No other crisis in modern American history has had the same visual impact as that of the HIV/AIDS epidemic and the myriad posters that were created in its wake. Raw, brutal, harrowing, and direct, these images were a call to action to a society that was ignoring the deaths of countless queer people.
As part of our ongoing Pride Month programming, Poster House is proud to offer a talk between Avram Finkelstein, one of the creators of the iconic Silence=Death poster, and the AIDS historian Ian Bradley-Perrin.
Following a brief historical introduction to the role of posters in HIV/AIDS activism, Avram and Ian will discuss the significance of iconic HIV/AIDS posters, the evolving place of HIV/AIDS iconography in American History, and the place of the HIV/AIDS image canon in our contemporary experience with COVID-19.
Ian Bradley-Perrin is an historian of AIDS, a community activist and is currently completing his PhD in Sociomedical Sciences at Columbia University. He is former co-ordinator of the Concordia University Lecture Series on HIV/AIDS in Montreal, co-creator of the AIDS Action Now! PosterVIRUS work, “Your Nostalgia is Killing Me!,” POZ100 honoree, former Pedro Zamora Public Policy Fellow at AIDS United, as well as a Social Science Research Council of Canada Fellow. He is a contributor and section editor for the forthcoming book, Up Against the Wall: Art Activism and the AIDS Poster accompanying an exhibition of the University of Rochester’s collection of more than 8,000 AIDS education posters from around the world. As co-founder of SeroSyndicat and projects like PosterVIRUS, he has worked to translate debates and discussions within the HIV community to images, video, music, and performance to evolve and transform discourse itself.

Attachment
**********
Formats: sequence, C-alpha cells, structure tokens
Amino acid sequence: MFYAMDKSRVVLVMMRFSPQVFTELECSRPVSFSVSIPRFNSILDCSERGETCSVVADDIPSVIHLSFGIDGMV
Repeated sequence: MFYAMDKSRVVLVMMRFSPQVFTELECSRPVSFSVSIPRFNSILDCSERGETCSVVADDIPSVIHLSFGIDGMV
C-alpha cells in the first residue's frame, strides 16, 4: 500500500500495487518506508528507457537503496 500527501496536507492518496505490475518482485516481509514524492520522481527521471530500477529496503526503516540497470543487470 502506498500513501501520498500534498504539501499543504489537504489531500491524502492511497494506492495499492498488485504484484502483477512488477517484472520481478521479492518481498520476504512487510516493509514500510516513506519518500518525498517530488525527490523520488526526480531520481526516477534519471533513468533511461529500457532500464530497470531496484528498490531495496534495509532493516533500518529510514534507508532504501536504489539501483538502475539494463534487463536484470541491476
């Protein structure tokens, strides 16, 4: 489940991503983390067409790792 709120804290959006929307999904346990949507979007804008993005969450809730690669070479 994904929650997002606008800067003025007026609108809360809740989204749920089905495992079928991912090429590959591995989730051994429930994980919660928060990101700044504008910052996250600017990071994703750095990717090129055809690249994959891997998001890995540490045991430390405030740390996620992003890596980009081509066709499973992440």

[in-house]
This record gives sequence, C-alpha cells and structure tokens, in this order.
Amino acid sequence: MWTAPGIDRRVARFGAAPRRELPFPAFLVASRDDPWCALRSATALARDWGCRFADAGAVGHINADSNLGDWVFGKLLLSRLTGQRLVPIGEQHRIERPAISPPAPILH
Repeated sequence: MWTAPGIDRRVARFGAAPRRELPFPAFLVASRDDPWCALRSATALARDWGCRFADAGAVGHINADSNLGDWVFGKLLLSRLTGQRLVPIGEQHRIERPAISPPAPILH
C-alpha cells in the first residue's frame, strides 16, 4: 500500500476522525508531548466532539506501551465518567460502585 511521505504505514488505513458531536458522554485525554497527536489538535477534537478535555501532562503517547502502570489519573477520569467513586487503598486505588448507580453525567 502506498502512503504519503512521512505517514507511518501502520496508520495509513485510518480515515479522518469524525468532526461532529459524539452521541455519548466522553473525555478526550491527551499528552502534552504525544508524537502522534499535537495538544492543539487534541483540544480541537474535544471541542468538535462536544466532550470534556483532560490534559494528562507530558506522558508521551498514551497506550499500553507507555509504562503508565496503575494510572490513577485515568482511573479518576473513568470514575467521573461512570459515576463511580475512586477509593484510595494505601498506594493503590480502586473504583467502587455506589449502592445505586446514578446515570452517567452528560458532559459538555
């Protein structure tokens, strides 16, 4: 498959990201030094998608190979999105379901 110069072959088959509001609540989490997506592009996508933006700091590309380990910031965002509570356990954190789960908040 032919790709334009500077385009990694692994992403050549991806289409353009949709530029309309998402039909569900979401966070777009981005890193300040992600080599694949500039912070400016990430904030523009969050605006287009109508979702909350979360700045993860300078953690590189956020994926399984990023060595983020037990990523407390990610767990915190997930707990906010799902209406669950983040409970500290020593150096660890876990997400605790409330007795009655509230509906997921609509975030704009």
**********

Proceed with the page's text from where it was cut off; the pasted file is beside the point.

Avram Finkelstein is an artist, writer, and activist, and a founding member of the Silence=Death and Gran Fury collectives. His work has shown at MoMA, the Whitney Museum, the Hirschhorn, the Shed, and the Metropolitan Museum, and is in the permanent collections of MoMA, the Whitney, the New Museum, the Metropolitan, the Victoria and Albert Museum, and the Brooklyn Museum. He is featured in the artist oral history project at the Smithsonian’s Archives of American Art, and his book for UC Press, After Silence: A History of AIDS Through its Images, was nominated for an International Center Of Photography Infinity Award in Critical Writing And Research, and is now available in paperback. He has written for Frieze, Art21, and OnCurating, been interviewed by The New York Times, Artforum, NPR, Slate, and Interview, and spoken at Harvard, Yale, Princeton, Columbia, and NYU.